The name YellowBag has been inspired by Manjappai (which means a yellow coloured cloth bag), which has always been an integral part of Tamil culture. Krishnan says he has many memories associated with the bags while growing up in Madurai, where carrying them around was commonplace. “Manjappai was used for everything, from giving wedding gifts to buying groceries. It holds a great significance in every household in Tamil Nadu,” says the 39-year-old.
In a bid to revive this tradition, YellowBag offers a range of eco-friendly and sustainable bags that serve different purposes. “We only use eco-friendly materials, which are mostly cotton. We also offer products based on clients’ requirements, like jute,” she says.
While the cause was noble, starting the enterprise was not that easy. “It was difficult to convince consumers about the need to replace single-use plastic bags with cloth bags. It was also difficult to convince the tailors, who were comfortable making non-woven bags out of synthetic fabrics, as it was convenient to stitch,” says Gowri, adding that it took them around two to four years to find a place in the market and build up the organisation to what it is today.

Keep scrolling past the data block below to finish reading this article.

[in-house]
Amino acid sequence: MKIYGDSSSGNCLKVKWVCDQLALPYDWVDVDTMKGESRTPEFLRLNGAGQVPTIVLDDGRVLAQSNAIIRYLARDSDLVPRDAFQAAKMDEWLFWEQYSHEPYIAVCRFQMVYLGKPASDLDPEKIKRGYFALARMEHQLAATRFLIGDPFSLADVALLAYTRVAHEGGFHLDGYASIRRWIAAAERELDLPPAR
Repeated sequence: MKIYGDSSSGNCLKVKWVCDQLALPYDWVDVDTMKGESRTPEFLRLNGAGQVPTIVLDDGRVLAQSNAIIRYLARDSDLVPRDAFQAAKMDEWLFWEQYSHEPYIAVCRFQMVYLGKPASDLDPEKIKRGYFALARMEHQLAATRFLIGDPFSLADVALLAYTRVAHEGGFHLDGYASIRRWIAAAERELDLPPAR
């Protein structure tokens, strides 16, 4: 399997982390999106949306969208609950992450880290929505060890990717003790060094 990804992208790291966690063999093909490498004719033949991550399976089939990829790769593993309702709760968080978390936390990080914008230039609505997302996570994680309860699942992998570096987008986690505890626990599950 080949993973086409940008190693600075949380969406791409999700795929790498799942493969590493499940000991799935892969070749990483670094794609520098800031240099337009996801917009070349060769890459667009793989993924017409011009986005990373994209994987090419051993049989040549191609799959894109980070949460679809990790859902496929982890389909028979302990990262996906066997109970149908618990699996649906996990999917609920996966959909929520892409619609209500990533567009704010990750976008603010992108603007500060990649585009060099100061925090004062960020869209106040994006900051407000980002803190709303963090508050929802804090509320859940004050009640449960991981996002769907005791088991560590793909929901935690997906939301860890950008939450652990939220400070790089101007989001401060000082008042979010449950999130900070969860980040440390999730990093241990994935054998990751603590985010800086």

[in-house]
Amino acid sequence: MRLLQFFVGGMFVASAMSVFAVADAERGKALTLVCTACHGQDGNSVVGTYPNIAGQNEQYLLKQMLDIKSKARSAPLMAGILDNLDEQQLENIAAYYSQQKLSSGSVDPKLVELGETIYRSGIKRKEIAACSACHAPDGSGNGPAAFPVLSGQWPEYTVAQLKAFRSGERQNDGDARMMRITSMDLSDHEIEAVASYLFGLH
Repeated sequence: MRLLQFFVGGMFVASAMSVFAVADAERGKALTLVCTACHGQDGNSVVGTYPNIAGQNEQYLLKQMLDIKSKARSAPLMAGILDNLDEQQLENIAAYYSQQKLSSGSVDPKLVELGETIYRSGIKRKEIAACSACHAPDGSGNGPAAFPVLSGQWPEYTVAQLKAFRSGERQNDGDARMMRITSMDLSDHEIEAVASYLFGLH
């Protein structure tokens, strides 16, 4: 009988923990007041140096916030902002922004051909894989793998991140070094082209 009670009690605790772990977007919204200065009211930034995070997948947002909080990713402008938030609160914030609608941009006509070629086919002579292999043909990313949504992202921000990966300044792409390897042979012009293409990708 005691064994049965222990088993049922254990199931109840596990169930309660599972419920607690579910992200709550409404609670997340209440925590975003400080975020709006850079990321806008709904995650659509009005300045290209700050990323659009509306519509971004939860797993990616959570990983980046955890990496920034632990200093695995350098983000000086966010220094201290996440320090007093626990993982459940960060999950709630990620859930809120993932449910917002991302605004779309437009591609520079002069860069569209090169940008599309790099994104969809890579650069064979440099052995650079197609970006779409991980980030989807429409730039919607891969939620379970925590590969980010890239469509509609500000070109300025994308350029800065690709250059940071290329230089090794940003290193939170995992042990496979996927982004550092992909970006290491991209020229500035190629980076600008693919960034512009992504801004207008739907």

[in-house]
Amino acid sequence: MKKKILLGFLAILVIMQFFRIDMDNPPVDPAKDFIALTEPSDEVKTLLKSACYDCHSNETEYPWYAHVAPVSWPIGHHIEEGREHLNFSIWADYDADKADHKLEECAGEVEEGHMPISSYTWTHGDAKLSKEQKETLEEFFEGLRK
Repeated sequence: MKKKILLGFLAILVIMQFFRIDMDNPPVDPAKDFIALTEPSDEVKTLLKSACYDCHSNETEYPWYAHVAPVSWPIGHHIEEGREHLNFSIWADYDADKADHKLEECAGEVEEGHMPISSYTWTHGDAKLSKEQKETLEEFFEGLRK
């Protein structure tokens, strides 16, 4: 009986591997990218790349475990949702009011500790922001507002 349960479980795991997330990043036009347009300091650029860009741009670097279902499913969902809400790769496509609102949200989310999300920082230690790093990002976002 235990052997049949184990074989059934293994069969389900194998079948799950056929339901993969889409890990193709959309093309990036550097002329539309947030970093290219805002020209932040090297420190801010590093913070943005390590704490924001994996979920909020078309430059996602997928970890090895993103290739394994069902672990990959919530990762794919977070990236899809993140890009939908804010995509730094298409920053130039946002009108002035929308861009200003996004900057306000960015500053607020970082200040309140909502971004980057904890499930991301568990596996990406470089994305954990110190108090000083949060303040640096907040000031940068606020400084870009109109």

Currently, YellowBag offers packaging bags, garment protector bags, totes, and drawstring bags. “Our products start from Rs 20 and go up to Rs 200. They are mostly made based on clients’ requirements. We mainly market our products through our website or through several social media platforms. We also sell our products at our own office,” adds Gowri.
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“Our customers include several fashion brands such as Unique Threads, Alankrit, Thenmozhi Designs and more, within and even outside India. Also, there is a good demand for cloth bags for events, exhibitions and marriages. So, we make the bags according to their requirements and customise them by digitally printing their name or logo,” elaborates Krishnan, who also exports his products to different countries, including the US, UK, and Austria.